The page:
Cards on the table, I’m not a huge Zelda fan. There, I’ve said it. I don’t dislike the Zelda games, I just don’t have any paticular affection for them. With that in mind, I think I can say I was one of the few people were weren’t very excited about playing Zelda in 3D. The effect worked well though, characters and menus had a satisfying illusion of depth, textures were crisp and the colours were vibrant and bright. The depth of field shift when using Link’s slingshot was smooth and convincing. All in all, great use of the technology and if you’re a Zelda fan, then this game should be on top your list of launch purchases.
Fantastic fun. The 3D effect whilst flying around was truly breathtaking. I’ve never been good at Pilot Wings, however, and ejected soon after starting play, but seeing my character parachuting to safety in 3D made up for my embarrasment of failing at the game so spectacularly.
Resident Evil Mercenaries 3DS
This is the same as what you played in Resident Evil 5 but handheld, essentially. The graphics are among the best I have ever seen on a handheld console and easily hold their own compared with the 360 and PS3 versions of Resident Evil 5. Using the analog stick to run and shoulder buttons to aim felt natural, and if you’ve played RE5′s mercenary mode before, then it won’t take you long to get to grips with this.
Dead or Alive: Dimensions
Probably my personal favourite of the show. I got the chance to play through a few rounds using Hitomi, and can report that this game as an absolute delight. Characters handle exactly as you’d expect, and the 3D is put the great effect as you circle your opponents and push them down onto different areas of battle. The game apparently runs at an increased framerate when the 3D is disabled. I did disable the 3D, but didn’t notice a huge difference. With the 3D effect set to maximum, the game glides along nicely with no discernable slowdown at all. A fantastic game and one I can’t wait to play more of.
Kid Icarus: Uprising
I didn’t have much time to get to grips with this one. Certainly gorgeous to look at, the game controls were a bit tricky, requiring both the analog stick and stylus to be used. It looks like it could be good fun, but I’d need more time with it to give it a fair assesment.
Street Fighter 4
This is basically a straight port of Street Fighter 4. Graphics were excellent, frame rate was great, and it handled well. The 3D effect really shone whilst unleashing super-combos, but was fantastic during normal combat too. Gameplay wise, there is very little new here, but the 3D breathes new life into the game. Another day one purchase, if you ask me.
Cute. Unfeasably adorable. Great fur effects on the cute little dogs, and the 3D is used to great effect when playing your cyber-pooch. Picking up a ball and throwing into the distance is really emphasises the illusion of depth the 3DS can create. Although probably not a game that will appeal to the hardcore, as a demonstration of the 3D technology, this was among the best of the show.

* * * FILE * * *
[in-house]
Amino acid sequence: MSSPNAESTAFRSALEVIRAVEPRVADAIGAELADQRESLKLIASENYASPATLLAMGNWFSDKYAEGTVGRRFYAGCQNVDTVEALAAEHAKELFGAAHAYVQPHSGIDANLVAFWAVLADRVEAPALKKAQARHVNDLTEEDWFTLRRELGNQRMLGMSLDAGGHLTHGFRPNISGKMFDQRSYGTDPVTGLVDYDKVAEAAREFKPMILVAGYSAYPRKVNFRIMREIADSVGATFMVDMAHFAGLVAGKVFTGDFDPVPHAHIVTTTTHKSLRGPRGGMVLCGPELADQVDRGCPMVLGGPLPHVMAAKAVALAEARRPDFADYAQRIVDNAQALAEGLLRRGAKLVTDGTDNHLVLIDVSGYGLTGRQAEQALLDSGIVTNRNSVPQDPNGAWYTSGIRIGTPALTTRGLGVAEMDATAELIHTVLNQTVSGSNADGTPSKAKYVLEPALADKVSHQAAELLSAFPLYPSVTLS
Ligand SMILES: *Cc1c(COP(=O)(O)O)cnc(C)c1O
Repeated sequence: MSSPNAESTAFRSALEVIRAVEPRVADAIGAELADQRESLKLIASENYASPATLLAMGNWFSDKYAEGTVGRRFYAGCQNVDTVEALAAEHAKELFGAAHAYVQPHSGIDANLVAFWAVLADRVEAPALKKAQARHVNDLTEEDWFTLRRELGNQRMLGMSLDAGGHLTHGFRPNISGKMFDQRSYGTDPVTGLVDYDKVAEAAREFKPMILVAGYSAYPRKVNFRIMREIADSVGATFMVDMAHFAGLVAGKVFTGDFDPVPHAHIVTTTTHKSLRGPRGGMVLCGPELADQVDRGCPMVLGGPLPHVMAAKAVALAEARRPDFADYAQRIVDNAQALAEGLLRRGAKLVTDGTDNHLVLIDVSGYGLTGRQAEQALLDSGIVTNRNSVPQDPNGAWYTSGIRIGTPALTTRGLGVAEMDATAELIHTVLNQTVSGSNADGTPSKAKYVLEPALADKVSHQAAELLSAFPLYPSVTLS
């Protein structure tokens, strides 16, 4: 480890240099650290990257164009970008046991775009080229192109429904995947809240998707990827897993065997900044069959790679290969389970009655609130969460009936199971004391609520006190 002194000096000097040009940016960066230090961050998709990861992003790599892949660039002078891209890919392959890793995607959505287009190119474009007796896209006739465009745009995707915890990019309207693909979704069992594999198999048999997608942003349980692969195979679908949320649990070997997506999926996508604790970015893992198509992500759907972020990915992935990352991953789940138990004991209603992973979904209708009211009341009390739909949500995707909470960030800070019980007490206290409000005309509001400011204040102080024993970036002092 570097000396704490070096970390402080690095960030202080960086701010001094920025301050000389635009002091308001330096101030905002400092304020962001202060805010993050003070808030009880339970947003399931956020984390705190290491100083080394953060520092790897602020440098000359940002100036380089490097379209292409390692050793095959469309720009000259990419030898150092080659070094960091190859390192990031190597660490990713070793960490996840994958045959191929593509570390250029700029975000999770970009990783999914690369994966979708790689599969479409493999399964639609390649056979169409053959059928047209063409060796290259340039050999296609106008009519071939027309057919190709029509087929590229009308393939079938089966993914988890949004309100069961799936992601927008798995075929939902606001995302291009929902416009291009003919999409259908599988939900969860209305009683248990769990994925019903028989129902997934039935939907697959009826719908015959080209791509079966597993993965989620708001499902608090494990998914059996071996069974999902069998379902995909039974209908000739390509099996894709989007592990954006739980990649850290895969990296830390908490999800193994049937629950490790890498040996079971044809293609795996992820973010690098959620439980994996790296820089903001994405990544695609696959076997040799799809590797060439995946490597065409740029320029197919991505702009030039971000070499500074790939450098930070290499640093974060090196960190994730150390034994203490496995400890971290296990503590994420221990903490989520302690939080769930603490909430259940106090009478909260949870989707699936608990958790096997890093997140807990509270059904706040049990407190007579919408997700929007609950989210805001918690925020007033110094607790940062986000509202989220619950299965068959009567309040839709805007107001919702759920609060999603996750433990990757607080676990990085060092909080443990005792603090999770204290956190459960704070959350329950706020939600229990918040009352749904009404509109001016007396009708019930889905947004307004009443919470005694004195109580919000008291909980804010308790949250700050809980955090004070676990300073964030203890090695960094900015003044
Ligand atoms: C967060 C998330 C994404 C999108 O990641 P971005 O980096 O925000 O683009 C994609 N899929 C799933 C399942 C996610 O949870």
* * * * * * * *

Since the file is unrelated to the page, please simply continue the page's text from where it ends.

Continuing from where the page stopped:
There were a number of augmented reality games available to play, including Face Raiders, where you must scan the room and shoot down balloons emblazened with your, or a friend’s, face. Another AR game on display was similar in concept to Eye of Judgment. By scanning a supplied card placed on a table, the 3DS could render anything from shooting targets to large dragons. Starting with targets to allow you to practise your aim, the 3DS convincingly deforms the area surrounding the card, making it appear like the table is pulsating, or collapsing into a pit. Once you have practised your aim, from the card emerges a large dragon. You have to battle the dragon, but most impressively, by moving around the card physically, you can circle the dragon on screen. It’s a hard effect to describe, but it’s absolutely stunning. There is huge potential here. The 3DS isn’t the first console to use augmented reality in this way, but it’s the most impressive example of it I’ve seen yet, and given that the console can do this out of the box with no extra peripherals needed, we may see more developers put this technology to use.
There were a number of consoles set-up showing rolling demos of Mario Kart and Metal Gear Solid, but sadly both of these were unavailable to play.
The whole event was great fun, and after being given the oppurtunity to play with one I can say that nearly all of my skepticism regarding the 3DS has been washed away. It’s a great bit of kit, truly desirable, and with the hardware available, it’s genuinely exciting to think of what innovative developers could do.
Pre-order your Nintendo 3DS here right now.